AI sets up committee to assess Dreamliner’s fuel efficiency
Air India has set up a committee to review the performance of its Boeing-787 Dreamliner planes following instances of aircraft not meeting the 20 <g data-gr-id="48">per cent</g> fuel efficiency as claimed by the manufacturer. The committee has been told to submit its report by next month and based on its findings, the airline would take a call to seek compensation from Boeing Co, a senior civil aviation ministry official said on Thursday.
Air India currently has 20 Dreamliners in its fleet of 130 aircraft. “The airline has formed an internal panel, which would assess the fuel efficiency of these Dreamliner planes. The committee would submit its report by July,” the official said. The decision was taken after the airline came across instances of the aircraft not meeting the fuel efficiency as claimed by Boeing.
Boeing had claimed that the aircraft burns 20 <g data-gr-id="36">per cent</g> less fuel. The state-run airline had signed a deal with the US-based aircraft manufacturer Boeing Co in 2005 to acquire 68 planes, of which 27 were Boeing 787-800 (Dreamliner).
The rest 41 were Boeing 777s (23) and 737-800 (18). Air India has already inducted 20 Boeing 787-800 in the fleet, the remaining seven would be delivered by mid-2016 by the manufacturer. “Air India would take <g data-gr-id="55">call</g> on seeking compensation from Boeing after it receives the findings of the committee,” the official said.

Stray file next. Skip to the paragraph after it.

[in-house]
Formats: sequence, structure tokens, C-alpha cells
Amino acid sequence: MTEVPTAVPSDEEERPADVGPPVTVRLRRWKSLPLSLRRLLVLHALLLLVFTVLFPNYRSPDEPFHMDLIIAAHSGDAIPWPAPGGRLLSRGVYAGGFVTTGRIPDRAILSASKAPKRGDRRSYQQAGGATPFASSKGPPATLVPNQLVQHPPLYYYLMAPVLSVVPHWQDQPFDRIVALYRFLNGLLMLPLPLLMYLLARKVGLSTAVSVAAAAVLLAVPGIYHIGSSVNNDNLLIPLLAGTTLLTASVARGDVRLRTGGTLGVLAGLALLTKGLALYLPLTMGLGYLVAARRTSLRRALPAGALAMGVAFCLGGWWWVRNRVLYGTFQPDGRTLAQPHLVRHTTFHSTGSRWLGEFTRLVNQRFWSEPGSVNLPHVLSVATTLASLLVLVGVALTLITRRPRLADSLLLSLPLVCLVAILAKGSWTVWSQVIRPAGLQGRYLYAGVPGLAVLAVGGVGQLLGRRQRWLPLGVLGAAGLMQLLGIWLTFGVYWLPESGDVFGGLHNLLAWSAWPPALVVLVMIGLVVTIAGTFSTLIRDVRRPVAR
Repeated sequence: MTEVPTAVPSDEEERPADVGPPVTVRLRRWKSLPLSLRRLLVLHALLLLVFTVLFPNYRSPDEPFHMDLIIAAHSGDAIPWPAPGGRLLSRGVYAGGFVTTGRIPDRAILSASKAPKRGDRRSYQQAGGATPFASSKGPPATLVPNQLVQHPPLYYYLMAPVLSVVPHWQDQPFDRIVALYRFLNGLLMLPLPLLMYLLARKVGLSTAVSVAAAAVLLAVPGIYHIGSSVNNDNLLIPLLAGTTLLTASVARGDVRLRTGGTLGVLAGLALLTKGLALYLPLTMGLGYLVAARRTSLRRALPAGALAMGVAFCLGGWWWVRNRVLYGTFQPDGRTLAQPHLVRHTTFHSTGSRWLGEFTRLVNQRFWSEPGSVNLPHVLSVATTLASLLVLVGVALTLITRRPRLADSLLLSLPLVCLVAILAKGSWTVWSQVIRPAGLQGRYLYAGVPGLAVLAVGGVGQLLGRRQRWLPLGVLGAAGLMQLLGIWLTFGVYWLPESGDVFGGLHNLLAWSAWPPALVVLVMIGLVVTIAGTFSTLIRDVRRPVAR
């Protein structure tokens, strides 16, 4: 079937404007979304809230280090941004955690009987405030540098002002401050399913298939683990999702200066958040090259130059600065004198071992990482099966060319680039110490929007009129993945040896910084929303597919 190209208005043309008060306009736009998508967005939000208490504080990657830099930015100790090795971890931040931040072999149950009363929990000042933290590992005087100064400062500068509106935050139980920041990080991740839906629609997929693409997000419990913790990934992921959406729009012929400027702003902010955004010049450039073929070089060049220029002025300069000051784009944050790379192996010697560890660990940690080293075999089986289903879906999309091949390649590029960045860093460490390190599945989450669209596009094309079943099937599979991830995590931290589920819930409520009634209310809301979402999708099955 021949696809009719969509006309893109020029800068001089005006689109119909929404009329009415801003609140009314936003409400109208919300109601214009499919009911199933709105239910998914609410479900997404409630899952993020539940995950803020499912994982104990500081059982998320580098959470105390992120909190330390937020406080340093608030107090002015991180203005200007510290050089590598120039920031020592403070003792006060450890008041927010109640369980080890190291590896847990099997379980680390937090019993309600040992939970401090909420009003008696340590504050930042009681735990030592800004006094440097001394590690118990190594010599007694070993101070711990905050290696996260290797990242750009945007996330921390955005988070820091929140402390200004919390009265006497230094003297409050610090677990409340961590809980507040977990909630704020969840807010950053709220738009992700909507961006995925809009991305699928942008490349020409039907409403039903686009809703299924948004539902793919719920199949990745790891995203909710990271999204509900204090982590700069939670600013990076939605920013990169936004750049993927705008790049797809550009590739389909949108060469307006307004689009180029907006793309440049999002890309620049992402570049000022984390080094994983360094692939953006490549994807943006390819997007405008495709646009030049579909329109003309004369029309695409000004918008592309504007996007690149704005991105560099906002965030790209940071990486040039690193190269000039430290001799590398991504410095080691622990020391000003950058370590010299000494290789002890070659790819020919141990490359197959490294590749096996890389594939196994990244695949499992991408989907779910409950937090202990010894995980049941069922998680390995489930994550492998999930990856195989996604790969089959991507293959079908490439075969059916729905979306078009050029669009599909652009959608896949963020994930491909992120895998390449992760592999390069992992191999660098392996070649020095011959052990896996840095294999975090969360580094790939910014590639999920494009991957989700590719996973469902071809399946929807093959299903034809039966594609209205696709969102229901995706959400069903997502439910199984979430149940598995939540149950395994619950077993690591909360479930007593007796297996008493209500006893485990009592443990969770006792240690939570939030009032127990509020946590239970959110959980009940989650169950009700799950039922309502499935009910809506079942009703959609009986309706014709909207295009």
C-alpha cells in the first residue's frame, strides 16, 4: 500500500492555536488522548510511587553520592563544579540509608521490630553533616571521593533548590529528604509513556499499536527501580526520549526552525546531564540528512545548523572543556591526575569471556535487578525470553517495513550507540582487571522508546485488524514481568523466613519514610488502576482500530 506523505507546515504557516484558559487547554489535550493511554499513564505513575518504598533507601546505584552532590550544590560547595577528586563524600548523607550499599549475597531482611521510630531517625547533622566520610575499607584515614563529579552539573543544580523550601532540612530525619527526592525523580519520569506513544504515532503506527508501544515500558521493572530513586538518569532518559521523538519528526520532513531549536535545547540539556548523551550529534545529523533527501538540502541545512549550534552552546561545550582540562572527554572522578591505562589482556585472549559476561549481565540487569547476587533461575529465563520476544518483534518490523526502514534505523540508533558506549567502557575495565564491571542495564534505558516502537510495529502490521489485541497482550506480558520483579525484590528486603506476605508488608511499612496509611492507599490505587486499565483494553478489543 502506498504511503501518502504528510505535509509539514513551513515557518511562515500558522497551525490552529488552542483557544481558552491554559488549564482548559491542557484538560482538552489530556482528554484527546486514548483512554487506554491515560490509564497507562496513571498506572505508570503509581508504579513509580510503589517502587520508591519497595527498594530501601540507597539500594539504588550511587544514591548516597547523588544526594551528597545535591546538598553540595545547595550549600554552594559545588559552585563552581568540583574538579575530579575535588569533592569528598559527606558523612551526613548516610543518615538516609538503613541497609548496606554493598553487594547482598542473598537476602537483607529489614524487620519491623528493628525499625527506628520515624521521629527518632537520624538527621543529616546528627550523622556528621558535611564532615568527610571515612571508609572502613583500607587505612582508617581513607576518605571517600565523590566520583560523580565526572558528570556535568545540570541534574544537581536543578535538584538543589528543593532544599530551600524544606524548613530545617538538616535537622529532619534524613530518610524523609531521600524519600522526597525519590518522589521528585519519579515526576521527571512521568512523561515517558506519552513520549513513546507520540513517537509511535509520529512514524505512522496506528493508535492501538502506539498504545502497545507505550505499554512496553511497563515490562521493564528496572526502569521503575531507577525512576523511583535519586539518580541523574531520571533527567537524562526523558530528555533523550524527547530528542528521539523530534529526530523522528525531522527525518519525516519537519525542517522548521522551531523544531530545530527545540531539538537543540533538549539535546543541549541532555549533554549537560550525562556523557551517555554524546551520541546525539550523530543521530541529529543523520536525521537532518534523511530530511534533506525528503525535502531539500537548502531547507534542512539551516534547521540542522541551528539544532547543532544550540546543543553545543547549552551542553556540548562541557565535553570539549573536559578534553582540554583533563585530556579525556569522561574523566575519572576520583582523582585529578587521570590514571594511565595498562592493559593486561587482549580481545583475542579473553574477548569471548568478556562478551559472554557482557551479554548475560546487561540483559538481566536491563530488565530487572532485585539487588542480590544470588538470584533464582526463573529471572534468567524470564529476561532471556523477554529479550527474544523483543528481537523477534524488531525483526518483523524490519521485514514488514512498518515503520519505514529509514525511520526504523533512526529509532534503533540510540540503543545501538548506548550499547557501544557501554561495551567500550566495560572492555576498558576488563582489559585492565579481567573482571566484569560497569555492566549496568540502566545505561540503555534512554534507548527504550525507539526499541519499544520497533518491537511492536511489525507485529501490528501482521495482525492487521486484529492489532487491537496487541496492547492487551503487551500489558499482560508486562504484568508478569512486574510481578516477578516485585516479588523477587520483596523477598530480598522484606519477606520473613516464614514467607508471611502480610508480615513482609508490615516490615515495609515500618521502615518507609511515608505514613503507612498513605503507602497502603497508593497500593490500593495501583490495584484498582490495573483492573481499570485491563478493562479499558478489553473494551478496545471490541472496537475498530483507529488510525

Meanwhile, Air India has asked the Government to “reconsider” the proposed easing of 5/20 rule which will help new airlines to fly overseas without serving much on domestic routes, saying the move will be “detrimental” not only for the national carrier but also against the other established players.
According to sources, senior airline officials met the Civil Aviation Secretary Rajiv Nayan Choubey today and told the Government that the regulation, allowing a new Indian carrier to fly abroad should be framed in a manner, which does not compromise with the “passengers’ safety” and financial viability of the airlines.
The meeting comes ahead of the scheduled deliberations of a Rajya Sabha-Committee on Government Assurances on the issue in Srinagar tomorrow, they said. The present regulation, popularly known as 5/20 rule, mandates Indian carriers to be in operation domestically for at least five years and have a fleet of 20 aircraft to become eligible to fly on international routes.
At present, budget carrier GoAir, which had started operations in November 2005, is the only domestic airline among the old players, which is not eligible for overseas operations as it does not have 20 planes.
The Government, however, is in the process of doing away with such a norm and has proposed a complicated formula replacing 5/20, in which domestic flying credits would still be needed for new airlines to fly overseas.
As per the proposed norms, a new airline would be eligible to apply for international operations once it has operated on domestic routes and deployed capacity equivalent to at least 200 domestic flying credits (DFCs).
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